According to Consumer Reports, 23% of women say they sometimes buy things they don’t need just because they’re on sale. For most of us, getting a discount is enough of a reward but others would say they would hunt for a bargain even if money weren’t an issue for them. In general, the survey found bargain shopping has increased significantly, from 76% of our shopping in 2011 to 83% today. One reason may be due in part to the growing use of smartphone coupons which has increased from 11% in 2011 to 24% today.
Human psychology may help explain the irresistible allure of a discount. Research suggests that people tend to enjoy bargains, regardless of whether any financial gain is involved. You might even be able to blame your bargain hunting on Mom and Dad, because some experts say genetic differences make certain people predisposed to finding pleasure in raiding the sale rack. Not only might they have taught you the lessons and skill of bargain hunting but you may have the genes passed through them to do it!
How Can You Fight Off Bargain Brain?
Having lived inside retail stores for over half my life (in retail management, not as a mannequin), I can advise you on a few good ways to combat bargain brain short of locking yourself inside your home and never shopping again.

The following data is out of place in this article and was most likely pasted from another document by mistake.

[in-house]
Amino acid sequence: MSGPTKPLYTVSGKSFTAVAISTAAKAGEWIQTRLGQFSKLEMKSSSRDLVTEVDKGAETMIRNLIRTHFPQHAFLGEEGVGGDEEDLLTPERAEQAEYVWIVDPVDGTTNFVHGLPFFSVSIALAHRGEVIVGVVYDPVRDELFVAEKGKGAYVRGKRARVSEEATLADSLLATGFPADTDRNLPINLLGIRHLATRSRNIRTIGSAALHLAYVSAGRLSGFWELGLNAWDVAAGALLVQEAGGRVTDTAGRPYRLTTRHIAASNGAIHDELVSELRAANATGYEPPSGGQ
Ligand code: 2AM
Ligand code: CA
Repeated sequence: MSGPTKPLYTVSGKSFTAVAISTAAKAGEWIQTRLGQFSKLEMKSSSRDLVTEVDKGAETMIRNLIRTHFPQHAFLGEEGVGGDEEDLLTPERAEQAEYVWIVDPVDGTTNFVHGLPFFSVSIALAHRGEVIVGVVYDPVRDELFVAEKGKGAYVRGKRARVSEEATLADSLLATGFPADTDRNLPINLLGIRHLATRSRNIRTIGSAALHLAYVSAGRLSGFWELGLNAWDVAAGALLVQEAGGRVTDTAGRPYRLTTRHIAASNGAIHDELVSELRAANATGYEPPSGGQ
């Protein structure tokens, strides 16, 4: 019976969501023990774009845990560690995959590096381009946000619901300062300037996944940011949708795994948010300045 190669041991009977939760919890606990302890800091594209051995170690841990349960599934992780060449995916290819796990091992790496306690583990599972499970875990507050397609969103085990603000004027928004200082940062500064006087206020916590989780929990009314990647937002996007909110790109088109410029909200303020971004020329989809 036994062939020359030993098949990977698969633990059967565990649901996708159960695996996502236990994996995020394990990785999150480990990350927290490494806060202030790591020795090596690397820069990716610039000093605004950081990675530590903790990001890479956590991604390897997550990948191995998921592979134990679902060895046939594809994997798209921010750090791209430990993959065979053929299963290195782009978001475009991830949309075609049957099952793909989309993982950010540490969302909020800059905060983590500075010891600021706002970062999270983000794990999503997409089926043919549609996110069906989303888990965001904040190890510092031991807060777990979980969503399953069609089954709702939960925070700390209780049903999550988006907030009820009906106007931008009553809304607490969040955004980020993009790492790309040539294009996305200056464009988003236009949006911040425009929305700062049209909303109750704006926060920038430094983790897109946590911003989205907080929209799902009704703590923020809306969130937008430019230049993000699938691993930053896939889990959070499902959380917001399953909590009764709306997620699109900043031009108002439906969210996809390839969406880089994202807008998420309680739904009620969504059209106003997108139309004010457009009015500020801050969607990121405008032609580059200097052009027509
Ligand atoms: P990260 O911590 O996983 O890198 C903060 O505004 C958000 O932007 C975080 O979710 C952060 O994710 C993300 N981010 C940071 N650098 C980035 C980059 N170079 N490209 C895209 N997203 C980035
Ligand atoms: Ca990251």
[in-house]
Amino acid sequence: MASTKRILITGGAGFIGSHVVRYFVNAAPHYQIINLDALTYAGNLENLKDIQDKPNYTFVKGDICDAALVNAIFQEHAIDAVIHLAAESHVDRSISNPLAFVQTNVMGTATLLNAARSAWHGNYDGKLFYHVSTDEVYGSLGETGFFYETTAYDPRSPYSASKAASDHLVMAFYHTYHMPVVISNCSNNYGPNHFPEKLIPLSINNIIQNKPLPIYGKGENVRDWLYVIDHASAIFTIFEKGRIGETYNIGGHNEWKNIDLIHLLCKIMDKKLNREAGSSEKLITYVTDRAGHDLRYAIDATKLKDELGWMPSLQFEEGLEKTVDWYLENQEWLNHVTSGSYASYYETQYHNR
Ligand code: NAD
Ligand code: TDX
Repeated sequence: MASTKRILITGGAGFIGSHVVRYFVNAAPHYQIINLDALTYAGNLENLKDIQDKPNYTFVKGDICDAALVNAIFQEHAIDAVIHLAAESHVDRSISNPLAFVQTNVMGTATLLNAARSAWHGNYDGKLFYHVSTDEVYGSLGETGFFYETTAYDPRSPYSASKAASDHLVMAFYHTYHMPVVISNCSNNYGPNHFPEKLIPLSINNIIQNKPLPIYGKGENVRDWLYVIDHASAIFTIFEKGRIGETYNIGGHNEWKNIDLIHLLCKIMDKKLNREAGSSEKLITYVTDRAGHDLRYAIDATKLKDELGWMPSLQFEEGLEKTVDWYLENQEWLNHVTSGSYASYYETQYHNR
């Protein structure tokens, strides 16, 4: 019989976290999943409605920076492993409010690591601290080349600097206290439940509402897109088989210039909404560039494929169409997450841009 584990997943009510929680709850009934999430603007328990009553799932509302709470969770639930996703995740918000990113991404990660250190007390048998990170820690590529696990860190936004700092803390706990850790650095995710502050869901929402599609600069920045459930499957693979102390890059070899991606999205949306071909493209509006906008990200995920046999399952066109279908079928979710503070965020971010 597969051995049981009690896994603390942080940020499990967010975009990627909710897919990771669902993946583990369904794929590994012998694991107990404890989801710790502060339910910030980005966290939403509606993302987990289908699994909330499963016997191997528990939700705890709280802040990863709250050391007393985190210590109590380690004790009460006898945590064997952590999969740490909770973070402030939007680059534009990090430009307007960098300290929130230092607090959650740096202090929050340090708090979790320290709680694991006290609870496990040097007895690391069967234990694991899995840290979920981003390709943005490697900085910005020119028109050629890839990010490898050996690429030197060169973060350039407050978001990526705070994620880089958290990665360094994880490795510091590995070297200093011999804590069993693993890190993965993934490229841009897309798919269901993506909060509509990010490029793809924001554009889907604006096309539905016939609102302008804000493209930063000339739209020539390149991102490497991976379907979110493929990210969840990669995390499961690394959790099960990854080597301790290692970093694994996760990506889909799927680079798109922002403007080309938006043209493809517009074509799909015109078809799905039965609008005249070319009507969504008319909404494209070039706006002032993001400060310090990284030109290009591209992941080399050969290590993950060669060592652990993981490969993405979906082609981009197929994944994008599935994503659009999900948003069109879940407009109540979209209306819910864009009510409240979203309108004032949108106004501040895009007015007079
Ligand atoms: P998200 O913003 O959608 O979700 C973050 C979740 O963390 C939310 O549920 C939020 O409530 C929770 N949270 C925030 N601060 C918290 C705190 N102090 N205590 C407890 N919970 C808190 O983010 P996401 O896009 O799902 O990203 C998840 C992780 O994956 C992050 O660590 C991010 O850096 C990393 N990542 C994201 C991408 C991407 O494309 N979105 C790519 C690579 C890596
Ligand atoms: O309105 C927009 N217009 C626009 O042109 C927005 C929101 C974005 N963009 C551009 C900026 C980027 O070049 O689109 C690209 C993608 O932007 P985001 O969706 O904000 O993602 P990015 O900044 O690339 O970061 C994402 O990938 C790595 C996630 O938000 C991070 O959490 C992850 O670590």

- Try to avoid stores that play really loud music. This can confuse and distract you from judging what is or is not a real needed bargain.
- Take a minute and ask the salesperson to explain sales details in a clear and slow manner and if possible ask him/her to write them down for you to avoid misunderstanding.
- Before you make any decision to purchase, take a break, count from one to ten, and think again about the benefits and need for this purchase. If possible, even wait 24 hours.
- Can you shop alone? Peer pressure has been proven to be a key indicator for individuals buying products that they do not need.
- Never shop when you are feeling emotionally upset. Purchasing to overcome any bad mood or depression is not beneficial for you or your wallet. Shop when you are in a good and clear minded mood. Shopping when you’re down makes you spend more than you intended.
- Check out professional help on sites like Shopaholics Anonymous or Debtors Anonymous for tips and help.
Are you falling victim to bargain brain? Is bargain hunting an obsession for you or just the way you use to save on things you actually need and use? Are you so into being a bargain hunter that it actually causes you to dig a deep hole of debt? What are you doing to make sure this never happens to you?